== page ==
Author Topic: Lens "porn" with the Df: 35-70 mm f/3.5 Zoom-Nikkor AIS #62 mm  (Read 3894 times)

Bjørn Rørslett

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[ Posted 20 January 2014 - 22:04 Edited and reposted by agreement ]

Next in the long lens queue is the successor to the 35-70 mm f/3.5 Zoom-Nikkor. In 1981, a new lens with the same specification appeared, this time with a longer and slimmer lens barrel using 62 mm filter threads. It also introduced the so-called ""macro"" feature in which you could push a button and force the lens into focusing closer (double quotes because the lens only will go to 1:4 which isn't even remotely 'macro').

Here is the lens, with the lens hood I deem suitable for it, in this case a Canon W-62 slide-on lockable hood. Nikon wants me to use their HN-22 instead but I decline because it is way too short and wide to offer any shading at all.



An example of the stuff the 35-70 mm f/3.5 (62 mm thread) AIS delivers with ease.






The ""macro"" feature needs to be tested as well ... I hadn't really any expectations of decent image quality, though.

To get the lens into ""macro"" overdrive, the zoom has to be set to 70 mm, and a locking button pushed down to its 'go' position. In normal mode the lens focuses to 0.7 m while it does 0.35 m in the ""macro"" setting. This enhanced near limit translates into approx. 1:4 reproduction ratio.

Here I'm around 1:7 to show the hips of the Japanese Rose (Rosa rugosa) at winter. This Rose is black-listed as an invasive obnoxious shrub, but on the flip side provides lots of nectar for the pollinators in summers, and the hips are eagerly eaten by birds in winter. So not every aspect of this unwanted species  is  sinister and black.



Moving in to the enhanced near limit (1:4), the centre of the frame is rendered pretty crisp although the corners start to pale. Still, much better than I had expected. Perhaps the ""macro"" setting wasn't entirely an idea originated in the Marketing Department of the Mothership after all?

 


Bjørn Rørslett

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Re: Lens "porn" with the Df: 35-70 mm f/3.5 Zoom-Nikkor AIS #62 mm
« Reply #1 on: June 30, 2015, 17:05:55 »
James T Posted 21 January 2014 - 04:47

Bjørn - Which 35-70 delivers your favorite rendering on the Df?  The shots with the older unit are sublime, but certainly of a different subject matter.

Just got my 72mm filter size lens this evening, easily rated at EX+ level so a very nice copy.  The zoom ring feels nicely damped, but the focus ring is big and sloppy in comparison.  Much better than some of the more pedestrian manual focus zooms I've tried like the 43-86, but definitely not damped.  Is this a condition of all of these?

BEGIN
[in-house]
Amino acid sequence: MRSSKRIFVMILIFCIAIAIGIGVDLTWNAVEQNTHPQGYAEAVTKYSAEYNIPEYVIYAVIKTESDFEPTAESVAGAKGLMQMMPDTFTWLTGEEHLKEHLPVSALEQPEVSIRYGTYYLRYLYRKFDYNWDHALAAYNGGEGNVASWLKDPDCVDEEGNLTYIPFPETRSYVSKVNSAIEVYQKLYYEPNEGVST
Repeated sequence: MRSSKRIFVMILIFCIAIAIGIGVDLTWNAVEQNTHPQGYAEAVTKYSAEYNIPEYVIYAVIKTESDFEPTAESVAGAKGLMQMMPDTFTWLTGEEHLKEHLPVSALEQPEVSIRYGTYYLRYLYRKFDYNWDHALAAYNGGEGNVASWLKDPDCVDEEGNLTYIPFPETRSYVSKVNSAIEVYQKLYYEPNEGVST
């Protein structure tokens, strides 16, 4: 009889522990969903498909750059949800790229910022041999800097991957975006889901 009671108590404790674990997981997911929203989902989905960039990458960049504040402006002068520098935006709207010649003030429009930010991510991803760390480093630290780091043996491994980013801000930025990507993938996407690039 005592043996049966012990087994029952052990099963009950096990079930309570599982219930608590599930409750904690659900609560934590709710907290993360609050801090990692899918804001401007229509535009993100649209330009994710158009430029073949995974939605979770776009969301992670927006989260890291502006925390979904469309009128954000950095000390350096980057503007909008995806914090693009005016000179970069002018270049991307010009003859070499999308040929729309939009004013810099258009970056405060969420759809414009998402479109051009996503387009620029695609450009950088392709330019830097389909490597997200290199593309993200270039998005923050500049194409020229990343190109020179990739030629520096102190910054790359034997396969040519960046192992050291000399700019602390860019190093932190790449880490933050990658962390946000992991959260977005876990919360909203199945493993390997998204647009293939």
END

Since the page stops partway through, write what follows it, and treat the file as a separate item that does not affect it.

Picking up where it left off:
James: the description of your 35-70 (72) fits my own lens, and that of a friend,  101% so I assume this is a characteristic of this lens. Nikon developed it as a PJ lens and I think the underlying idea was you should just flick the focusing ring to rapidly catch the action. The ring is nearly devoid of inertia. A fascinating idea, but you do have to exercise your focusing skills and in particular, how to efficiently brake the ring when the lens snaps into focus :D I'd say today this just adds to the charisma of this old-timer.

I observe these two 35-70 lenses each have their unique 'personality' (for a lack of a better phrase), so comparing them is really tantamount to say who you prefer of two old friends. If you own both, and are familiar with them, you also should know which one fits a given assignment. They only share the focal range and maximum aperture.

John Geerts

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Re: Lens "porn" with the Df: 35-70 mm f/3.5 Zoom-Nikkor AIS #62 mm
« Reply #2 on: March 25, 2017, 09:35:56 »
I observe these two 35-70 lenses each have their unique 'personality' (for a lack of a better phrase), so comparing them is really tantamount to say who you prefer of two old friends. If you own both, and are familiar with them, you also should know which one fits a given assignment. They only share the focal range and maximum aperture.
Yes, very true.  The Ai excels in sharp detailed scenes, architecture, sweet colours and landscape, where the Ai-S is very good at Macro-level in the dedicated 70mm zone with very good colour precision.

Bokeh can be circular



Or like here:



But also suitable for 'Portrait'- style shots.